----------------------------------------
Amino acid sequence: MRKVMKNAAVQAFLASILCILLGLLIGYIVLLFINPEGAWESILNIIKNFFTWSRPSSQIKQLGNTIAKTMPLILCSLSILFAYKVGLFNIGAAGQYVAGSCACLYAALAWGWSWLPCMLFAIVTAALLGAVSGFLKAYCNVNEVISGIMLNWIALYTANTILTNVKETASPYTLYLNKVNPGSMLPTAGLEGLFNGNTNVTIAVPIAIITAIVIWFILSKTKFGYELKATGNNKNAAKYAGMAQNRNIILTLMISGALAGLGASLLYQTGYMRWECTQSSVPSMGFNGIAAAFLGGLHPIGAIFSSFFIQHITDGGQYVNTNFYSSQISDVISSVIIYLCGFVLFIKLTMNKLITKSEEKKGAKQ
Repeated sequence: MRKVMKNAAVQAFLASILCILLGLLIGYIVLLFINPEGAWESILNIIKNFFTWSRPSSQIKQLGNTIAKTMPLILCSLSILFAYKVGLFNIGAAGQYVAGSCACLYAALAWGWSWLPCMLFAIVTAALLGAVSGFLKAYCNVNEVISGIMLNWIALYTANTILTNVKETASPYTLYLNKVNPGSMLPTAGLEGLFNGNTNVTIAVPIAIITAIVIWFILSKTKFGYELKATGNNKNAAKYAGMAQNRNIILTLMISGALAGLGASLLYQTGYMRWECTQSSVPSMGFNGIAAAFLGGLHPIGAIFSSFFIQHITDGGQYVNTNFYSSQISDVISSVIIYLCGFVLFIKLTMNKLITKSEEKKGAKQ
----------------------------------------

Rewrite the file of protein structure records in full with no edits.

Amino acid sequence: MRKVMKNAAVQAFLASILCILLGLLIGYIVLLFINPEGAWESILNIIKNFFTWSRPSSQIKQLGNTIAKTMPLILCSLSILFAYKVGLFNIGAAGQYVAGSCACLYAALAWGWSWLPCMLFAIVTAALLGAVSGFLKAYCNVNEVISGIMLNWIALYTANTILTNVKETASPYTLYLNKVNPGSMLPTAGLEGLFNGNTNVTIAVPIAIITAIVIWFILSKTKFGYELKATGNNKNAAKYAGMAQNRNIILTLMISGALAGLGASLLYQTGYMRWECTQSSVPSMGFNGIAAAFLGGLHPIGAIFSSFFIQHITDGGQYVNTNFYSSQISDVISSVIIYLCGFVLFIKLTMNKLITKSEEKKGAKQ
Repeated sequence: MRKVMKNAAVQAFLASILCILLGLLIGYIVLLFINPEGAWESILNIIKNFFTWSRPSSQIKQLGNTIAKTMPLILCSLSILFAYKVGLFNIGAAGQYVAGSCACLYAALAWGWSWLPCMLFAIVTAALLGAVSGFLKAYCNVNEVISGIMLNWIALYTANTILTNVKETASPYTLYLNKVNPGSMLPTAGLEGLFNGNTNVTIAVPIAIITAIVIWFILSKTKFGYELKATGNNKNAAKYAGMAQNRNIILTLMISGALAGLGASLLYQTGYMRWECTQSSVPSMGFNGIAAAFLGGLHPIGAIFSSFFIQHITDGGQYVNTNFYSSQISDVISSVIIYLCGFVLFIKLTMNKLITKSEEKKGAKQ